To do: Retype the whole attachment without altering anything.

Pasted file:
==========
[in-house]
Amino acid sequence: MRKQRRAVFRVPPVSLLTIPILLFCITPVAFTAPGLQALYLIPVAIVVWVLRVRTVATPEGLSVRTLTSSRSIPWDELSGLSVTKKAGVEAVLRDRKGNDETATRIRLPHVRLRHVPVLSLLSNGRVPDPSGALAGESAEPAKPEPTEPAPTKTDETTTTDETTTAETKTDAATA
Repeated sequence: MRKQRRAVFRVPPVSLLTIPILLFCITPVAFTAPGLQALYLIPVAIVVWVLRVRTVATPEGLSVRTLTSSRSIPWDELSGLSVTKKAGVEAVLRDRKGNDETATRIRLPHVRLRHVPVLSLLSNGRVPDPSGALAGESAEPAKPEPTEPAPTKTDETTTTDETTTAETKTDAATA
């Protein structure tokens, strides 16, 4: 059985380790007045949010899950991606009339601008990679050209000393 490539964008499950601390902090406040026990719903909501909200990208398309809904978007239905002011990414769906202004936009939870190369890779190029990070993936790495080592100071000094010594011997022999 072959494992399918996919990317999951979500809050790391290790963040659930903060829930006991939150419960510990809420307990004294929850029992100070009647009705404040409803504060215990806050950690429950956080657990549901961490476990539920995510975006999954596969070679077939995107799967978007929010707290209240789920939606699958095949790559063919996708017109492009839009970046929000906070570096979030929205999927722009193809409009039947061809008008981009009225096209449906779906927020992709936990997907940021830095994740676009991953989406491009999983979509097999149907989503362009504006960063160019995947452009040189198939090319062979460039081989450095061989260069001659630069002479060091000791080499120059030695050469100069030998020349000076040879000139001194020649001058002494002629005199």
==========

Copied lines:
[in-house]
Amino acid sequence: MRKQRRAVFRVPPVSLLTIPILLFCITPVAFTAPGLQALYLIPVAIVVWVLRVRTVATPEGLSVRTLTSSRSIPWDELSGLSVTKKAGVEAVLRDRKGNDETATRIRLPHVRLRHVPVLSLLSNGRVPDPSGALAGESAEPAKPEPTEPAPTKTDETTTTDETTTAETKTDAATA
Repeated sequence: MRKQRRAVFRVPPVSLLTIPILLFCITPVAFTAPGLQALYLIPVAIVVWVLRVRTVATPEGLSVRTLTSSRSIPWDELSGLSVTKKAGVEAVLRDRKGNDETATRIRLPHVRLRHVPVLSLLSNGRVPDPSGALAGESAEPAKPEPTEPAPTKTDETTTTDETTTAETKTDAATA
């Protein structure tokens, strides 16, 4: 059985380790007045949010899950991606009339601008990679050209000393 490539964008499950601390902090406040026990719903909501909200990208398309809904978007239905002011990414769906202004936009939870190369890779190029990070993936790495080592100071000094010594011997022999 072959494992399918996919990317999951979500809050790391290790963040659930903060829930006991939150419960510990809420307990004294929850029992100070009647009705404040409803504060215990806050950690429950956080657990549901961490476990539920995510975006999954596969070679077939995107799967978007929010707290209240789920939606699958095949790559063919996708017109492009839009970046929000906070570096979030929205999927722009193809409009039947061809008008981009009225096209449906779906927020992709936990997907940021830095994740676009991953989406491009999983979509097999149907989503362009504006960063160019995947452009040189198939090319062979460039081989450095061989260069001659630069002479060091000791080499120059030695050469100069030998020349000076040879000139001194020649001058002494002629005199």